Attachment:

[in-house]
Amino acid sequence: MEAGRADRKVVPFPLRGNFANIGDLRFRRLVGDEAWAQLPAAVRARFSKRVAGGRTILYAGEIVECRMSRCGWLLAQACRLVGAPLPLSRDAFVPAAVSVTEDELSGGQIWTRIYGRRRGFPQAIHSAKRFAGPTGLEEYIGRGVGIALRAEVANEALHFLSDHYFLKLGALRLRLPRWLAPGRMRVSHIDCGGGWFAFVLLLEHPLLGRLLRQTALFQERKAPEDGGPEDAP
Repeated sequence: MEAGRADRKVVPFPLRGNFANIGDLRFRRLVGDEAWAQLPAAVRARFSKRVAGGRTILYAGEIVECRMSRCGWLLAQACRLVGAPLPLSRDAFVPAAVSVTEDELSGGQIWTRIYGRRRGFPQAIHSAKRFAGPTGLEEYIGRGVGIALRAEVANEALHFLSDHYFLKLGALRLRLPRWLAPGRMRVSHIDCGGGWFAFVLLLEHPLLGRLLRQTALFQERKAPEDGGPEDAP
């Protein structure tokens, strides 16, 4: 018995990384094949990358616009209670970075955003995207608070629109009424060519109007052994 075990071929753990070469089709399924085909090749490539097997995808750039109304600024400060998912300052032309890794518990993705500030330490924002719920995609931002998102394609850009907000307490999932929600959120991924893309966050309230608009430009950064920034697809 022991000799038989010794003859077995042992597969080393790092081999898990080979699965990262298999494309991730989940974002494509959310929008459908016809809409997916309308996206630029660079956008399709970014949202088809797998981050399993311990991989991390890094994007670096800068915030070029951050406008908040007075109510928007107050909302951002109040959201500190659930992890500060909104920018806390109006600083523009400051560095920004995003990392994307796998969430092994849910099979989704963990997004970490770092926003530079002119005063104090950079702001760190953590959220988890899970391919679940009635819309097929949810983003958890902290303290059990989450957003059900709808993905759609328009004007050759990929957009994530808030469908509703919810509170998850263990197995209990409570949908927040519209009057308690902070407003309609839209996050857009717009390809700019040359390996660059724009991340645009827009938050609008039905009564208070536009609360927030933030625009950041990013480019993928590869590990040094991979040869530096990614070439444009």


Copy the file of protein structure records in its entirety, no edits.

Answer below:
[in-house]
Amino acid sequence: MEAGRADRKVVPFPLRGNFANIGDLRFRRLVGDEAWAQLPAAVRARFSKRVAGGRTILYAGEIVECRMSRCGWLLAQACRLVGAPLPLSRDAFVPAAVSVTEDELSGGQIWTRIYGRRRGFPQAIHSAKRFAGPTGLEEYIGRGVGIALRAEVANEALHFLSDHYFLKLGALRLRLPRWLAPGRMRVSHIDCGGGWFAFVLLLEHPLLGRLLRQTALFQERKAPEDGGPEDAP
Repeated sequence: MEAGRADRKVVPFPLRGNFANIGDLRFRRLVGDEAWAQLPAAVRARFSKRVAGGRTILYAGEIVECRMSRCGWLLAQACRLVGAPLPLSRDAFVPAAVSVTEDELSGGQIWTRIYGRRRGFPQAIHSAKRFAGPTGLEEYIGRGVGIALRAEVANEALHFLSDHYFLKLGALRLRLPRWLAPGRMRVSHIDCGGGWFAFVLLLEHPLLGRLLRQTALFQERKAPEDGGPEDAP
């Protein structure tokens, strides 16, 4: 018995990384094949990358616009209670970075955003995207608070629109009424060519109007052994 075990071929753990070469089709399924085909090749490539097997995808750039109304600024400060998912300052032309890794518990993705500030330490924002719920995609931002998102394609850009907000307490999932929600959120991924893309966050309230608009430009950064920034697809 022991000799038989010794003859077995042992597969080393790092081999898990080979699965990262298999494309991730989940974002494509959310929008459908016809809409997916309308996206630029660079956008399709970014949202088809797998981050399993311990991989991390890094994007670096800068915030070029951050406008908040007075109510928007107050909302951002109040959201500190659930992890500060909104920018806390109006600083523009400051560095920004995003990392994307796998969430092994849910099979989704963990997004970490770092926003530079002119005063104090950079702001760190953590959220988890899970391919679940009635819309097929949810983003958890902290303290059990989450957003059900709808993905759609328009004007050759990929957009994530808030469908509703919810509170998850263990197995209990409570949908927040519209009057308690902070407003309609839209996050857009717009390809700019040359390996660059724009991340645009827009938050609008039905009564208070536009609360927030933030625009950041990013480019993928590869590990040094991979040869530096990614070439444009």